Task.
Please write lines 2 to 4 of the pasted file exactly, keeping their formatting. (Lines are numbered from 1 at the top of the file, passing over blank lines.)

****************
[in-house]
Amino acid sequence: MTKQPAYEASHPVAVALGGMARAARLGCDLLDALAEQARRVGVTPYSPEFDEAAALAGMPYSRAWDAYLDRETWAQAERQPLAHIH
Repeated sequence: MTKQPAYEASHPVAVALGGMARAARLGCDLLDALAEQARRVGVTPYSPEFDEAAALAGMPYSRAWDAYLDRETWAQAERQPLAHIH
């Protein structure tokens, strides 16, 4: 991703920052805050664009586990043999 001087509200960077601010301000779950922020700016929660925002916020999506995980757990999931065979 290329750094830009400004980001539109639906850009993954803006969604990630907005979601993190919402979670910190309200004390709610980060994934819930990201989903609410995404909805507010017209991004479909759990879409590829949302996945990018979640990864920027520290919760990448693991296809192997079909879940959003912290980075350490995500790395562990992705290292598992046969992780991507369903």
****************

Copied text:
Amino acid sequence: MTKQPAYEASHPVAVALGGMARAARLGCDLLDALAEQARRVGVTPYSPEFDEAAALAGMPYSRAWDAYLDRETWAQAERQPLAHIH
Repeated sequence: MTKQPAYEASHPVAVALGGMARAARLGCDLLDALAEQARRVGVTPYSPEFDEAAALAGMPYSRAWDAYLDRETWAQAERQPLAHIH
């Protein structure tokens, strides 16, 4: 991703920052805050664009586990043999 001087509200960077601010301000779950922020700016929660925002916020999506995980757990999931065979 290329750094830009400004980001539109639906850009993954803006969604990630907005979601993190919402979670910190309200004390709610980060994934819930990201989903609410995404909805507010017209991004479909759990879409590829949302996945990018979640990864920027520290919760990448693991296809192997079909879940959003912290980075350490995500790395562990992705290292598992046969992780991507369903």